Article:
This Asian Coleslaw has a bright dressing that brings everything together with savory Asian seasonings. It is the perfect summer side dish for BBQ and picnics.
It has been about 1,000 degrees in Boise this week! OK, maybe more like 100 but either way I should not have roasted two hams and baked bread on Monday. Bad, bad, bad idea. I would say live and learn but every summer I almost die from heatstroke due to some insane cooking whim.
Assuming YOU are smarter and are making nice cool refreshing summer foods, then you need this Asian Coleslaw. It is tangy and refreshing and goes great with all your summer favorites. I love the pop of the oranges and dried cranberries. It probably would have gone great with the ham I made but of course I roasted pineapple because my kitchen was not hot enough already!
Tools In This Post: I shred cabbage in a flash with this food processor. It is a well used appliance at our house and has held up well for years and years now.
Love coleslaw? Try my amazing classic coleslaw. It is one of my most popular posts of all time!
Healthy Asian Coleslaw
- 2 lbs cabbage shredded
- 5 green onions minced
- 1 cup slivered almonds
- 1 cup of Craisens cheery flavored is nice
- 2 Tbsp. toasted sesame seeds
- 1/4 cup vegetable oil
- 1 tsp. sesame oil
- 3 Tbsp. granulated sugar
- 1/2 tsp. salt
- 1/2 tsp. coarsely ground black pepper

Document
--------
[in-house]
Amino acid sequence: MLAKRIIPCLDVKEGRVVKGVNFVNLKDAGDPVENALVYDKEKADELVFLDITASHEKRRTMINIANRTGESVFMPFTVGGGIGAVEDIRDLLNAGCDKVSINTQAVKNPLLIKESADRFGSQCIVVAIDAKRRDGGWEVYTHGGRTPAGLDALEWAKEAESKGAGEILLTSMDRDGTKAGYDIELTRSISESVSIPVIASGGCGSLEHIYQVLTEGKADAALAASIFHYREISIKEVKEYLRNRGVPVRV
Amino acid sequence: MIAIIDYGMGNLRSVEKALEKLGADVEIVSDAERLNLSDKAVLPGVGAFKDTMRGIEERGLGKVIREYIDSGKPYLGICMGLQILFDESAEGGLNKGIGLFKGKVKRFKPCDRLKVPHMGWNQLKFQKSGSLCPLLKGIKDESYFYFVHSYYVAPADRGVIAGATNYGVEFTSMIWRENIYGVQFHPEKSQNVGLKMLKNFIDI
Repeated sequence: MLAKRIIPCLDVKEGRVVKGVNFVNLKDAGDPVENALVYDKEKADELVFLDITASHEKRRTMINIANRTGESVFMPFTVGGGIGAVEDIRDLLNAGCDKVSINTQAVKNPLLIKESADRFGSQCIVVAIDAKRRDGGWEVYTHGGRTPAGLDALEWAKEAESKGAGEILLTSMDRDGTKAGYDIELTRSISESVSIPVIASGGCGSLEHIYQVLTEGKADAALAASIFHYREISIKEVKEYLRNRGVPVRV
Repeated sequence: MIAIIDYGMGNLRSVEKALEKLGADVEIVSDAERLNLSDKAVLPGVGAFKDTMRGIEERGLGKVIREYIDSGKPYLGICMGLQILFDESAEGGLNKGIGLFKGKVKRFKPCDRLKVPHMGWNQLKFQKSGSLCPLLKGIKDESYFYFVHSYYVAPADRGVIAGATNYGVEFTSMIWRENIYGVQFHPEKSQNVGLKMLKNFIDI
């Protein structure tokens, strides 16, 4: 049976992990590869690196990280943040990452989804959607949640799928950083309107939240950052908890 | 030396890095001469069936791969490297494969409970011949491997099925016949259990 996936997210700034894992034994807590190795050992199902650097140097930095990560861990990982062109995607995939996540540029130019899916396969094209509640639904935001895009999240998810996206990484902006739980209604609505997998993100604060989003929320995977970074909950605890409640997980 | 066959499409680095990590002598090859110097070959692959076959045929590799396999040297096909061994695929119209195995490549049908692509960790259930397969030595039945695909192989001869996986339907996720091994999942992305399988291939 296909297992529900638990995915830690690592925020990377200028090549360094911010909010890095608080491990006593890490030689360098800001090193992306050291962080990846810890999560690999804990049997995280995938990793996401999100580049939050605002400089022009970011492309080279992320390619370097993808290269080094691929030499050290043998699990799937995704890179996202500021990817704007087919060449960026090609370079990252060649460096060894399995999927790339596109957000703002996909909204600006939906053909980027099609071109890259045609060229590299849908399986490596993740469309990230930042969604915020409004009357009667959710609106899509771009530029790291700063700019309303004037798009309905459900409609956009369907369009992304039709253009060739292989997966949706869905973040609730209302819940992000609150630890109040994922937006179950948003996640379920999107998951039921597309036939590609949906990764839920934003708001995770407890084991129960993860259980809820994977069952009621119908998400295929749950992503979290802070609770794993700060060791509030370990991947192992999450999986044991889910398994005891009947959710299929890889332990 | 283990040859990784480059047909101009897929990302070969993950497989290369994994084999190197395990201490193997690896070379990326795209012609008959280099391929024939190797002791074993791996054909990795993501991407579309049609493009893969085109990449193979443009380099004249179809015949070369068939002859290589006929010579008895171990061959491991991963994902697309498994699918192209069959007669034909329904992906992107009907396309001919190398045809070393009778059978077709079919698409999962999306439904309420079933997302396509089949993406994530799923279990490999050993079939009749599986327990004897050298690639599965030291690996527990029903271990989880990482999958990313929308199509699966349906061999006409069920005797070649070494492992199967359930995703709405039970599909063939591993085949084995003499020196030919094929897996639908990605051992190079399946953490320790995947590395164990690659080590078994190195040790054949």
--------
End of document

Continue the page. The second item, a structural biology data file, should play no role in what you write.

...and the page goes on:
- 4 Tbsp. rice vinegar I'm using Marukan brand
- 1 can mandarin oranges drained
- Remove core from cabbage and shred in a food processor or by hand.
- Mince onions and combine with cabbage in a large bowl. Add almonds, craisens, and sesame seeds. Toss to combine
- In a separate bowl whisk together oil, sesame oil, sugar, salt, pepper and vinegar.
- Pour over cabbage mixture and toss to combine. Refrigerate 24 hours to marinate. Toss again before serving and add the drained oranges.
MirlandrasKitchen.com is written to share great recipes. While we do our best to provide nutritional information as a general guideline, we are not registered dietitians and the values provided here should be considered estimates – not exact scientific data.
Special thanks to my amazing book club friend Jen who introduced me to this wonderful dish and passed on her recipe. I adapted it some but the “bones” are hers.